This blog is intended to go along with Population: An Introduction to Concepts and Issues, by John R. Weeks, published by Cengage Learning. The latest edition is the 12th (it came out in 2015), but this blog is meant to complement any edition of the book by showing the way in which demographic issues are regularly in the news.

If you are a user of my textbook and would like to suggest a blog post idea, please email me at: john.weeks@sdsu.edu

Friday, September 17, 2010

Muddling Toward the MDGs

As we approach the United Nations world summit on the Millennium Development Goals, various UN agencies are providing their assessments of where we stand. Given the worldwide recession, the signs are encouraging, although each agency adds its caveat that we are not on track to meet the goals set 10 years ago. For example, the Food and Agriculture Organization (FAO) reports that world hunger has eased a bit in 2010 after having exceeded one billion undernourished people in 2009.

About 925 million people are undernourished in 2010, down from a record 1.02 billion last year, which was the highest number in four decades, the FAO said in its report.
It said most of the world's hungry people lived in developing countries, where they account for 16 percent of the population in 2010.
While that marks an improvement from a level of 18 percent in 2009, the FAO warned it was lagging a U.N. target to halve the proportion of undernourished people in developing countries from 20 percent in 1990-92 to 10 percent in 2015.
Meanwhile, UNICEF reports that the child death rate has declined:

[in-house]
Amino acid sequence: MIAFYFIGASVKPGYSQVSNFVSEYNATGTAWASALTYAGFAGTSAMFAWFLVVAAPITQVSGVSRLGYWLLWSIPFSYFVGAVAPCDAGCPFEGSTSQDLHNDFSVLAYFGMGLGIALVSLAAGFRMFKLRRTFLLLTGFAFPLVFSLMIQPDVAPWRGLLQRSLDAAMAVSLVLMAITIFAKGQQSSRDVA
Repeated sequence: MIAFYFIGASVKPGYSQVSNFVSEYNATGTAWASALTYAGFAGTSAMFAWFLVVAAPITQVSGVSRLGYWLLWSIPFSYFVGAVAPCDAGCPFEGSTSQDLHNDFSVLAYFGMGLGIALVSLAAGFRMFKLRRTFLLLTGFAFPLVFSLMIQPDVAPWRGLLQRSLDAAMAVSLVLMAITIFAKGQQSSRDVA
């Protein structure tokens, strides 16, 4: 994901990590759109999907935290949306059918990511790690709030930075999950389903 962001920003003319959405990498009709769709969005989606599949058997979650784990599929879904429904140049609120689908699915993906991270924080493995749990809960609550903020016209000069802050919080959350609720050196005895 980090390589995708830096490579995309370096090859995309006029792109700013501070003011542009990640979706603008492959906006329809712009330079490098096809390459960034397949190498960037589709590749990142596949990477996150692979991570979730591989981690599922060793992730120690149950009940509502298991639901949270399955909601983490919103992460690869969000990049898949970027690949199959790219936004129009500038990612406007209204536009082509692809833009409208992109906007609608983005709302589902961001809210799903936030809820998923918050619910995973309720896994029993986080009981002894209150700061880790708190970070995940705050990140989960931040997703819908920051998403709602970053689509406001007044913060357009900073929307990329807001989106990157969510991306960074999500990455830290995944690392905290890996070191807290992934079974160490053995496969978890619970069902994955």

The number of children who die before reaching their fifth birthday has fallen by a third since 1990, the United Nations said on Friday, but the decline is still way off a globally agreed target to be met by 2015.
The UNICEF figures showed that child deaths are increasingly concentrated in just a handful of countries. About half of global under-five deaths in 2009 occurred in India, Nigeria, the Democratic Republic of Congo, Pakistan and China.
And the World Health Organization weighed in on improvements in maternal mortality:
The World Health Organization (WHO) said Wednesday that fewer women die each year from complications during pregnancy and childbirth than previously estimated, but efforts to sharply cut maternal mortality by 2015 are still off track.
A new WHO report found that 358,000 women died during pregnancy or childbirth in 2008, mostly in poor countries of sub-Saharan Africa and South Asia.
Last month, the outgoing Director of the United Nations Population Fund (UNFPA) offered her assessment of progress since the ICPD--the program of action from which was at least partially merged with the MDGs:
Today there are still hundreds of thousands of women who die needlessly every year and more than 200 million with an unmet need for family planning. Though there is an increased acceptance of the reproductive health agenda, inequities are on the rise and progress has slowed in expanding the use of contraception, in meeting unmet need, and in reducing the number of teenage pregnancies amongst those who are poor and marginalized. During the past decade global health funding soared, but funding for reproductive health remained stagnant and funding for family planning actually declined.
To achieve MDG5, we have to reverse this trend and we have to reach women living in rural areas, those with little or no education, those from the poorest households and the largest generation of young people in human history.

There is, indeed, a lot of work to do...

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